Isn't it time to fix the pay gap?
The gender pay gap remains stubbornly wide in New Zealand, about 10 per cent, according to the 2011 New Zealand Income Survey. That means that for every dollar that men earn, women earn 90c, after adjusting for the number of hours worked.
Common reasons given for this are women don't ask for enough pay or recognition in the first place, they lack experience because they take time out for child rearing and they have "sick days" every month.
The "sick days" reason turns out to be a canard: women do take very slightly more sick days than men, but it's only about half a day more per year on average, and certainly nothing like the 12 days a year that might be justified by the excuse.
But what about the other reasons?
It does seem to be true that women ask for less than men. Very few women negotiate higher salaries when they start a job: they just take the pay offered, whereas men are much more likely to ask for more.
Later on, women are much less likely to ask for pay rises or promotions. If only women would front up and demand higher pay, just like men, the pay gap would disappear.
But turn that on its head. What say the problem is not that women ask too little, but that men ask too much? They might be over confident about their abilities, and much more inclined to brag about whatever they do, whether it is putting paper in the photocopier or selling another widget.
Perhaps managers are rewarding men's self-hype, rather than the reality of what they may or may not do.
What about the other great excuse, that women take time out for childrearing? In theory, it is equally open for men and women to leave the workforce for a time, but in practice, it is usually women who do it, and any time out is seen as a negative. Women's pay falls behind their male colleagues' pay, because they just don't get as much experience.
But how much time do women really take out? It's often just a few years, and even then many women continue part-time work. That means that they are continuing to gain experience. The difference is that they don't repeat the experience as many times. Most work is repetitive, with the same tasks done over and over again.
Sometimes the much vaunted greater experience of men is not new experience. It's just more of the same. Instead of getting more money for more new experience, men are rewarded with higher pay simply for having spent longer learning how to do the same thing.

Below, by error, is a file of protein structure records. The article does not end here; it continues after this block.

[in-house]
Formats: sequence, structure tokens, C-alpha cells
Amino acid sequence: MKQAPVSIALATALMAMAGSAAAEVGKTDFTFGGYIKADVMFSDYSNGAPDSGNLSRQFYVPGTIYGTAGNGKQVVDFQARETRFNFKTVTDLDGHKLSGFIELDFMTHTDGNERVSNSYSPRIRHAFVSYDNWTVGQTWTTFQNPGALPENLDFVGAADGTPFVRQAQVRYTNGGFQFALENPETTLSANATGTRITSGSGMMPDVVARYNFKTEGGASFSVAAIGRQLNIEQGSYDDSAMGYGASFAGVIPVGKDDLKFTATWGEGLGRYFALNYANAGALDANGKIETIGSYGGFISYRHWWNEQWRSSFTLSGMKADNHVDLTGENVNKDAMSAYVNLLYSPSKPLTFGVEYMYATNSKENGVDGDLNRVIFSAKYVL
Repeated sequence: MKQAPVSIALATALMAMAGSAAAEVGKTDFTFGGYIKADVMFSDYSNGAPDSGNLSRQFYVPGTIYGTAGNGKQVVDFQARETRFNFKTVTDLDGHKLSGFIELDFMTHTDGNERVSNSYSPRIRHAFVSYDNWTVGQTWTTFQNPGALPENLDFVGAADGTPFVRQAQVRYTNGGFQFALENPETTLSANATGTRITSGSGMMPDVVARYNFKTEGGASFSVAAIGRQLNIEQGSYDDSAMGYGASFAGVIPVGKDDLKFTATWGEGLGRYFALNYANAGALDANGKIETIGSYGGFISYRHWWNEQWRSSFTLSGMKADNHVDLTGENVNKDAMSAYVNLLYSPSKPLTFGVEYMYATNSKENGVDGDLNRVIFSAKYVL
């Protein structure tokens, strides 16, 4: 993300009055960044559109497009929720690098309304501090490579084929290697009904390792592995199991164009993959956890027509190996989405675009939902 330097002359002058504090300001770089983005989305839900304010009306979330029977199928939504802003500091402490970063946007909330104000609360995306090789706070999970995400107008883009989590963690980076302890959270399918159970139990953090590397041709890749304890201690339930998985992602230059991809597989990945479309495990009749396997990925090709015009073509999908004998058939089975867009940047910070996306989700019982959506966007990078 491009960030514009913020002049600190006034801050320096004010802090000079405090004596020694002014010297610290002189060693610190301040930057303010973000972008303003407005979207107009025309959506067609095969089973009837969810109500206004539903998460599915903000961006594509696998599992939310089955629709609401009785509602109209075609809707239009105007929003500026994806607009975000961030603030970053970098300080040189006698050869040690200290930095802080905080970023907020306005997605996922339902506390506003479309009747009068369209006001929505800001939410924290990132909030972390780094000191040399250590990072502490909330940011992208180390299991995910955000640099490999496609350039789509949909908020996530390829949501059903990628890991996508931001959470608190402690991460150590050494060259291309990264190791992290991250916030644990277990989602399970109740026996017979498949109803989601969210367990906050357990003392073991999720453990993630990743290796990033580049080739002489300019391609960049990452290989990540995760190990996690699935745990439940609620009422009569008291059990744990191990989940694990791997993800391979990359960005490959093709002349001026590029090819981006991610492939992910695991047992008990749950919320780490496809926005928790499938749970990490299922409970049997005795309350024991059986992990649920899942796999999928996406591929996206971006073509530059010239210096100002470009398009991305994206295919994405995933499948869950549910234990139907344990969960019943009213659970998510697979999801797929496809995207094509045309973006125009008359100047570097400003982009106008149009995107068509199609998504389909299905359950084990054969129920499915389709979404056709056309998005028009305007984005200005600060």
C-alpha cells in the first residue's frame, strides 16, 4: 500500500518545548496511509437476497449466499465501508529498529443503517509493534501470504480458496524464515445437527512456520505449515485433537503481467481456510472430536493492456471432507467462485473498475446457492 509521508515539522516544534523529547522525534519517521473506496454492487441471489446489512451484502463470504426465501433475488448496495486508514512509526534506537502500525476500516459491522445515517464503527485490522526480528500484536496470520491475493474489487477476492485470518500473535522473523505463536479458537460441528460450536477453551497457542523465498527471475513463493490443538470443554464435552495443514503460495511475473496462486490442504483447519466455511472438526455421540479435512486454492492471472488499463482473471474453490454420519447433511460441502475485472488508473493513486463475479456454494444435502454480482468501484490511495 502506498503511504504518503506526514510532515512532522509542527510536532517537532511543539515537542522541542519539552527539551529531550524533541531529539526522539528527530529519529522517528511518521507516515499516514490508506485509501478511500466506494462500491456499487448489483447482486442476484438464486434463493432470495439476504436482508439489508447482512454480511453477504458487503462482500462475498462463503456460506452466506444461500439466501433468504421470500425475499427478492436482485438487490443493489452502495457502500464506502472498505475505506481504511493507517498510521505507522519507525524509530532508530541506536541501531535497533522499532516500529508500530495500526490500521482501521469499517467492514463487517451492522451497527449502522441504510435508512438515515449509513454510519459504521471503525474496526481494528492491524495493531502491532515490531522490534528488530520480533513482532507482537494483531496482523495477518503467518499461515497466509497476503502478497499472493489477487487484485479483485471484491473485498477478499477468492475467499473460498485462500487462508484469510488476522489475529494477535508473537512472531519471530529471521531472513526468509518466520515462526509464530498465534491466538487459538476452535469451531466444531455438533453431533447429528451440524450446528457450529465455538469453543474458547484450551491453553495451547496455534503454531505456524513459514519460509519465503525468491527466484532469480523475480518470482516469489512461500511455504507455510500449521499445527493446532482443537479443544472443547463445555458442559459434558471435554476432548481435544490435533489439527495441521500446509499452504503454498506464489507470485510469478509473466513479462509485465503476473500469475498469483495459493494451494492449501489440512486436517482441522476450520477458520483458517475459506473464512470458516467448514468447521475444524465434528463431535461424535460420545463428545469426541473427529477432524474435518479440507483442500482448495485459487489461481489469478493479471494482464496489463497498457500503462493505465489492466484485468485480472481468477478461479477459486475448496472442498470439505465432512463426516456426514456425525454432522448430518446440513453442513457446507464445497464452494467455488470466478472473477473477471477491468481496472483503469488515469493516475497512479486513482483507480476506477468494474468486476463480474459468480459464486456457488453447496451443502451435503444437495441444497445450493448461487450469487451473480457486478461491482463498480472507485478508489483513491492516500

What's more, non-work experience in sports seems to be valued for the way it develops leadership and determination. Juggling childcare responsibilities and work develops flexibility, multi-tasking, determination and resilience. Why is that worth less?
Too often, the way that men behave is framed as the way that everyone ought to behave. Why not fix the gender pay gap by assuming that the way that women behave is the way that everyone ought to behave, and that men's wages could be reduced to the same level as women's.
That last suggestion is not a serious one, but it does show that we are biased in the way that we think about work. Instead of thinking what might be the best way to assess and reward work, we assume that the way that work is structured and paid right now is the way that work ought to be structured and paid. The real solution to the pay equity gap is not to make women behave like men, or men to behave like women, but to engage in a serious discussion about better ways of working, and better ways of understanding and valuing all work.
Whatever the reasons for the pay gap, dismissing it as women's fault puts the blame on individual women, when it seems that the issue is much wider than that. But it's so much easier to blame individuals than fix a system-wide problem.
If each person is blamed for her own situation, then it's up to her to fix it. And that is surely much easier and cheaper for employers and government to deal with.
Deborah Russell is a Massey University lecturer. She works part-time.
The Dominion Post